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3. General Planning Policies

3.1. All the policies in this Plan and the Structure Plan have to be considered in determining any planning application. This Plan has been organised so that policies on all the standard matters are grouped together in this section and these will apply to all development. It is followed by policies on more specific themes such as economic activity and housing.

3.2. The objective of the policies in this section of the Plan is:

• To ensure that development contributes to the achievement of social progress which meets the needs of everyone, effective protection of the environment and prudent use of natural resources.

3.3. The planning system has a role to play in implementing sustainability objectives through the development control process, although there are limits to what it can achieve on its own. Its influence on the design, location and accessibility of buildings is one area where it can contribute to the creation of sustainable settlements and work places. Issues for consideration include: visual appearance of the building, protection of the historic environment, promoting biodiversity, designing out crime through the avoidance of public areas that are out of view, promoting home energy efficiency through the orientation, spacing and grouping of buildings, the location and size of windows, conservatories as buffer zones, planting appropriate windbreaks, avoiding the overshadowing of neighbouring buildings, solar panels, porous surfaces for car parking to reduce the rate of water run off and the provision of water butts to collect rainwater for garden use. Some of these techniques potentially conflict with each other and therefore a pragmatic approach will be required. The choice, however, should be an informed one.

3.4. This section addresses the following local quality of life issues, which could all potentially be relevant to any proposal:

• Access
• Design including community safety
• Flood protection
• Good neighbourliness
• Light pollution
• Infrastructure provision to support development
• Nature conservation including biodiversity
• Vehicle parking standards


3.5 The key issues of the Council’s Transport Strategy are set out in detail in Chapter 9. The objectives in this Plan are to locate high trip generating activity in areas well served by public transport; to increase the proportion of journeys made by rail and bus, on foot and by cycle; to reduce the number and length of motor vehicle trips by the location of development; and to minimise the adverse effects of traffic on residential and shopping areas by traffic management measures.

3.6 The Council will work with highway authorities to ensure that, whenever possible, transport investment and the resultant transport network will support the Plan’s development strategy and policies.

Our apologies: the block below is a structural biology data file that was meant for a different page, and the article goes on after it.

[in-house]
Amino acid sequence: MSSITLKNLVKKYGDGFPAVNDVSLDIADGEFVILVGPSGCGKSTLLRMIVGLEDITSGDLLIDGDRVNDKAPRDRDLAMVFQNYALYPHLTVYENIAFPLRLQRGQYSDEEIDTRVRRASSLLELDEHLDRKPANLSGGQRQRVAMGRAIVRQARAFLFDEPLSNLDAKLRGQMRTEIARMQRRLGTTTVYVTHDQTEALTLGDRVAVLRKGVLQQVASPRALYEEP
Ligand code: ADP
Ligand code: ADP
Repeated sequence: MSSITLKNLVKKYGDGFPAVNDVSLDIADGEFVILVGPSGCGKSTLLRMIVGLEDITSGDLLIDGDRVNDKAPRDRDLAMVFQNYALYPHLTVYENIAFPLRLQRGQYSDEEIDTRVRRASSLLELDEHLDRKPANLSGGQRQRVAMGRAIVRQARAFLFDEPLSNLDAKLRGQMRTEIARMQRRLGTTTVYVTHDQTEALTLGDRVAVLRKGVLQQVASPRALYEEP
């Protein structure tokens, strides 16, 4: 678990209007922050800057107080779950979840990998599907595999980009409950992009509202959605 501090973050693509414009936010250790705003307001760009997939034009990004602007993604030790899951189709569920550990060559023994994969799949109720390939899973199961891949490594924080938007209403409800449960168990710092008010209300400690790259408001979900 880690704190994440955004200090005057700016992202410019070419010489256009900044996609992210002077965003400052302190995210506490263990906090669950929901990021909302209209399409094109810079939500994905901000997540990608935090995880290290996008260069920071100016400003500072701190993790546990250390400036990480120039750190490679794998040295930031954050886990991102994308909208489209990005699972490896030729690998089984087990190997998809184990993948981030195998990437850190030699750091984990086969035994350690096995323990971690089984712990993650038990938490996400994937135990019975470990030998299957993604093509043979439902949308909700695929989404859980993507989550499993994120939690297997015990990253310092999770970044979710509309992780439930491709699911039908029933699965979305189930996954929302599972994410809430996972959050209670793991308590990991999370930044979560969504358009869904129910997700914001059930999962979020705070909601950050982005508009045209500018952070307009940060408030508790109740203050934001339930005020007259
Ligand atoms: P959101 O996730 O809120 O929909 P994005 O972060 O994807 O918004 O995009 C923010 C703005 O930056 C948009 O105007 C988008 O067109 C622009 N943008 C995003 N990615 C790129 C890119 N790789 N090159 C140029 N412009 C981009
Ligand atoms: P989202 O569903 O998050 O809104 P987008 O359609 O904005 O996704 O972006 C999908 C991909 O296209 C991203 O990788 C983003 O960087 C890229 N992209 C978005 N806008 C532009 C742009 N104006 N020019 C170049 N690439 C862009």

3.7 The impact of development on the road network will be assessed and Traffic Impact Assessments may be required as part of applications for planning permissions. Improvements to the transport infrastructure will be sought where appropriate. The environmental impact of traffic arising from a development will similarly be assessed and Environmental Assessments may also be required. The cumulative impact of developments will also be taken into account.

3.8 Development proposals for any building that the public may use will be required to provide safe, easy and inclusive access for all people regardless of disability, age or gender. This should include access to, into and within the building and its facilities, as well as appropriate car parking and access to public transport provision.

3.9 The needs of walkers, cyclists and horse riders will be taken into account whenever development would affect routes used by riders or where the potential for the creation of new paths along strategic routes would be jeopardised. Suitable replacement paths will be required when routes used by walkers and riders will no longer be suitable for continued use as a result of other changes to the road network or new development.

Policy GEN1 – Access

Development will only be permitted if it meets all of the following criteria:

a) Access to the main road network must be capable of carrying the traffic generated by the development safely.
b) The traffic generated by the development must be capable of being accommodated on the surrounding transport network.
c) The design of the site must not compromise road safety and must take account of the needs of cyclists, pedestrians, public transport users, horse riders and people whose mobility is impaired.
d) It must be designed to meet the needs of people with disabilities if it is development to which the general public expect to have access.
e) The development encourages movement by means other than driving a car.